siegert at sfu.ca
Wed Jan 17 15:29:23 PST 2001
On Wed, 17 Jan 2001 Randy_Howard at Dell.com wrote:
>> Well, my intent was not to establish specific numbers but rather to
>> get an idea of "bang for the buck" factors with various hardware
>> configurations. For example, I wonder if there is a way of
>> predicting up front for a given application whether or not 10/100
>> ethernet would be sufficient and not become the primary bottleneck.
>> I understand it is a very complex problem and this may not even
>> be possible.
On Wed, Jan 17, 2001 at 04:19:01PM -0500, Robert G. Brown wrote:
> Oh, it's possible all right but it isn't easy. As you say, it's
> (fundamentally!) a complex problem, so you have to learn to understand
> and manage the complexity. A general methodology might be outlined
> something like:
<snip very valid, but necessarily lengthy procedure>
Hmm. This is all very valid and correct, but unfortunately quite
overwhelming, particularly if you want to build your first
cluster. I'm wondering whether it wouldn't be possible
to establish a database of cluster benchmarks that could provide
hints (these won't be more than hints, but nevertheless these could
Here is the idea: There should be benchmarks and speedup data for different
type of cluster applications:
1. Embarrassingly parallel (e.g., Monte-Carlo simulations).
In this case the benchmark will be dominated by the CPUs, the
interconnect is unimportant, the speedup curve will show linear
scaling for (almost) unlimited number of processors.
2. Applications with "nearest neighbour" communications
(e.g., finite-difference methods for PDEs). In this case there is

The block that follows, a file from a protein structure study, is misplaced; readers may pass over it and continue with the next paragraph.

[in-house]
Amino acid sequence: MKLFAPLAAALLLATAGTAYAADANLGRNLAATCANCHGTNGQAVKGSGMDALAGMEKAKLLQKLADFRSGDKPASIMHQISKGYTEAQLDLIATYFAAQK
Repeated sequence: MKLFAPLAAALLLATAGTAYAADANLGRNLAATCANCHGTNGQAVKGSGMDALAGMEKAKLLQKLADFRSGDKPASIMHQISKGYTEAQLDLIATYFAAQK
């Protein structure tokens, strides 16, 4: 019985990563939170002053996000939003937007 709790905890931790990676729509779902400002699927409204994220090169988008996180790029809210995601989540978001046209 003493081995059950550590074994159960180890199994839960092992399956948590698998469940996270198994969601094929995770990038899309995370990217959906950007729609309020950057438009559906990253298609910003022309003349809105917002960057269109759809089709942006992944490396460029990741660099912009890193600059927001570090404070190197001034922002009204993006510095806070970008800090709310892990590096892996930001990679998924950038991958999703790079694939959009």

significant communication between processors, however, since the
communication is local (i.e., processor n only talks with n+1 and
n-1) the scaling of the communication time with the # of processors
is not so bad (constant + probably a small linear piece).
In this case you should see a maximum in the speedup curve the location
of which depends on you interconnect.
3. Applications with pairwise (all-to-all) communications
(e.g., parallel FFT). In this case the time for communication scales
proportional to the square of the # of processors. The benchmark will
be dominated by the speed of the interconnect, i.e., the speedup curve
will show minimal speedups (or even speedups < 1) for fast ethernet.
There may be a few more cases (but probably not many more).
A real application will be a mixture of these three scenarios. But if you
know how, e.g., a PIII/800MHz cluster with fast ethernet scales in these
cases, you at least have some hints how your own application may scale
on certain architectures.
Sure, there are complications: The results depend on the MPI distribution
used: e.g., lam works best when small latencies are required, mpipro is
good when high throughput is required, etc.
But nevertheless, I'm sure something like this would have helped me when
I set up my first cluster.
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